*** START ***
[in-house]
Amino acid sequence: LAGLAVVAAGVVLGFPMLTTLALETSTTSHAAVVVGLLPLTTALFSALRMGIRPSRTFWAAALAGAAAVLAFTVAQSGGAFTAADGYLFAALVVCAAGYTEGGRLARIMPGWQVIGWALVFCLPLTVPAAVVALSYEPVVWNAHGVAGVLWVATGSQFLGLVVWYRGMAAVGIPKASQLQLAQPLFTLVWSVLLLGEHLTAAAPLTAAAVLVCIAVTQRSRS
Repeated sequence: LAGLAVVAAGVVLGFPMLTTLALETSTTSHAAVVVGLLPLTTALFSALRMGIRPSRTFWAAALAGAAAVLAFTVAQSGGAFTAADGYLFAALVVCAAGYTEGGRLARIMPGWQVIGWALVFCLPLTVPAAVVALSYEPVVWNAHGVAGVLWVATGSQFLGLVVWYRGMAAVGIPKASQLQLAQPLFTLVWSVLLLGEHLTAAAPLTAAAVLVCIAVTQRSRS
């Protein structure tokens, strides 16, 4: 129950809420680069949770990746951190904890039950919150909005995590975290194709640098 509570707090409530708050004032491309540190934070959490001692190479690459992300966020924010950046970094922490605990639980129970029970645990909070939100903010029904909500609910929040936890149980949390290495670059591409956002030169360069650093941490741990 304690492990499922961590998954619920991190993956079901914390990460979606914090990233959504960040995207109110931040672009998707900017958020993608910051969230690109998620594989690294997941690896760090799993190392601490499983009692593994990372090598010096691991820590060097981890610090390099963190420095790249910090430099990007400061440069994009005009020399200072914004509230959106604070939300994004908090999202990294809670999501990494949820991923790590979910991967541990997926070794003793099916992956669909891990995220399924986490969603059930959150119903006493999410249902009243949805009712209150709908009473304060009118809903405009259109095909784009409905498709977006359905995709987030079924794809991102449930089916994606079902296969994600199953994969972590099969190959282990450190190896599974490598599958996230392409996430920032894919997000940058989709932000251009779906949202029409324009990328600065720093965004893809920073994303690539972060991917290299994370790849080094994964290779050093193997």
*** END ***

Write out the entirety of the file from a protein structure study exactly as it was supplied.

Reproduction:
[in-house]
Amino acid sequence: LAGLAVVAAGVVLGFPMLTTLALETSTTSHAAVVVGLLPLTTALFSALRMGIRPSRTFWAAALAGAAAVLAFTVAQSGGAFTAADGYLFAALVVCAAGYTEGGRLARIMPGWQVIGWALVFCLPLTVPAAVVALSYEPVVWNAHGVAGVLWVATGSQFLGLVVWYRGMAAVGIPKASQLQLAQPLFTLVWSVLLLGEHLTAAAPLTAAAVLVCIAVTQRSRS
Repeated sequence: LAGLAVVAAGVVLGFPMLTTLALETSTTSHAAVVVGLLPLTTALFSALRMGIRPSRTFWAAALAGAAAVLAFTVAQSGGAFTAADGYLFAALVVCAAGYTEGGRLARIMPGWQVIGWALVFCLPLTVPAAVVALSYEPVVWNAHGVAGVLWVATGSQFLGLVVWYRGMAAVGIPKASQLQLAQPLFTLVWSVLLLGEHLTAAAPLTAAAVLVCIAVTQRSRS
């Protein structure tokens, strides 16, 4: 129950809420680069949770990746951190904890039950919150909005995590975290194709640098 509570707090409530708050004032491309540190934070959490001692190479690459992300966020924010950046970094922490605990639980129970029970645990909070939100903010029904909500609910929040936890149980949390290495670059591409956002030169360069650093941490741990 304690492990499922961590998954619920991190993956079901914390990460979606914090990233959504960040995207109110931040672009998707900017958020993608910051969230690109998620594989690294997941690896760090799993190392601490499983009692593994990372090598010096691991820590060097981890610090390099963190420095790249910090430099990007400061440069994009005009020399200072914004509230959106604070939300994004908090999202990294809670999501990494949820991923790590979910991967541990997926070794003793099916992956669909891990995220399924986490969603059930959150119903006493999410249902009243949805009712209150709908009473304060009118809903405009259109095909784009409905498709977006359905995709987030079924794809991102449930089916994606079902296969994600199953994969972590099969190959282990450190190896599974490598599958996230392409996430920032894919997000940058989709932000251009779906949202029409324009990328600065720093965004893809920073994303690539972060991917290299994370790849080094994964290779050093193997």